Method: Psychiatric diagnoses were established using the Composite International Diagnostic Interview (CIDI) Short Forms. We conducted a survey linear fixed effects regression analysis with 624 respondents who completed the study's fourth wave to explore obstacles to employment among welfare mothers. The dependent variable in these analyses was the percentage of months worked between waves of data collection. Predictors were lagged, that is, measured at the interview prior to each assessment of work, in order to ensure that the measurement of predictors, such as onset of mental health disorders and experience of work barriers, preceded the measurement of work outcomes (e.g., social anxiety disorder assessed at Wave 2 predicted work outcomes that occurred in the 12 months between Waves 2 and 3 and were reported in the Wave 3 interview). Structuring the analysis in this way served to clarify the temporal direction of influence. We controlled for other relevant mental health disorders, demographic, and human capital variables (e.g. job skills and experience) relevant to work attainment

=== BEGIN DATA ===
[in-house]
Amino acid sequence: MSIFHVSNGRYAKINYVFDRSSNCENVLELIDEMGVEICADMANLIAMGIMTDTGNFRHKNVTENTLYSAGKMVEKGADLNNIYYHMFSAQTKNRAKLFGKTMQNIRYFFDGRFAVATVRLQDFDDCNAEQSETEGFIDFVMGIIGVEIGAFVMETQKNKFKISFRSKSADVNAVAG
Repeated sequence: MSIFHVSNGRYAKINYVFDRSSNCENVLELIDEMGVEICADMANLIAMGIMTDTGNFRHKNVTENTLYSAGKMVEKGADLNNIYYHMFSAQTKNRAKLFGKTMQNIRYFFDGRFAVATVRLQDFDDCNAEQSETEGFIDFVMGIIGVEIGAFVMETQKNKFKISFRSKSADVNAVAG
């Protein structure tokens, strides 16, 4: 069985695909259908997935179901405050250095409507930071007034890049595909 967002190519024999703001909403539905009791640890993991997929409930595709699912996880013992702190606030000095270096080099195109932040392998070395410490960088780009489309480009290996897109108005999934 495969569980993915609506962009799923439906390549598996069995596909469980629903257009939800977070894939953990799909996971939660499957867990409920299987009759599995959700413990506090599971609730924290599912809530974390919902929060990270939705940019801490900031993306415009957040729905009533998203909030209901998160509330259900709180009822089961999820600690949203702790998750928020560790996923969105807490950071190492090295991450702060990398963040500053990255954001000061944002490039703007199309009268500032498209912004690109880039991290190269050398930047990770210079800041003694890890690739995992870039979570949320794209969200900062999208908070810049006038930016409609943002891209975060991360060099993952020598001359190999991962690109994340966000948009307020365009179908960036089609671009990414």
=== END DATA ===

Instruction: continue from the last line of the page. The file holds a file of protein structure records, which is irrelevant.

Results: Analyses demonstrated that respondents with social anxiety disorder worked fewer months than those without social anxiety disorder. The impact of social anxiety disorder was independent of and more striking than the effects of depression.
Conclusions: By undermining efforts to obtain or maintain employment, social anxiety disorder poses a significant, unrecognized impediment to efforts to reduce welfare reliance and help recipients achieve economic self-sufficiency. Because recipients may lose benefits if they fail to enter the workforce rapidly and exceed time limits for support, those suffering from social anxiety disorder are at risk of extreme economic hardship. Improved access to effective treatments in this population could have significant public health and economic benefits. As one example of the type of innovative interventions that could be used to address social anxiety disorder for unemployed women, we will briefly discuss our pilot intervention that integrates evidence-based social anxiety interventions in a vocational training setting.